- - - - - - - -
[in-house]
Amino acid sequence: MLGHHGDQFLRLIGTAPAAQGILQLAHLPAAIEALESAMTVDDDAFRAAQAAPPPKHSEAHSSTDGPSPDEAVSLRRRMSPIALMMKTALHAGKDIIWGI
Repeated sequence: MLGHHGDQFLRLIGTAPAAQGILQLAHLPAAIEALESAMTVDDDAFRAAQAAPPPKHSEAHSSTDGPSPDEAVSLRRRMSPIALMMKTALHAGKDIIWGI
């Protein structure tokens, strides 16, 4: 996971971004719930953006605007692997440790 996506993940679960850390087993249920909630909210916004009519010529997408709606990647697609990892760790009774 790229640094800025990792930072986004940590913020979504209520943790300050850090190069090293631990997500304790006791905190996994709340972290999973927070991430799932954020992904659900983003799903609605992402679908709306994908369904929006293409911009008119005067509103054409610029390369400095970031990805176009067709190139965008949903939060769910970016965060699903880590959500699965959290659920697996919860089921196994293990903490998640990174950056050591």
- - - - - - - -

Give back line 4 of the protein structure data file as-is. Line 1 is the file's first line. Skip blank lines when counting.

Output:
């Protein structure tokens, strides 16, 4: 996971971004719930953006605007692997440790 996506993940679960850390087993249920909630909210916004009519010529997408709606990647697609990892760790009774 790229640094800025990792930072986004940590913020979504209520943790300050850090190069090293631990997500304790006791905190996994709340972290999973927070991430799932954020992904659900983003799903609605992402679908709306994908369904929006293409911009008119005067509103054409610029390369400095970031990805176009067709190139965008949903939060769910970016965060699903880590959500699965959290659920697996919860089921196994293990903490998640990174950056050591």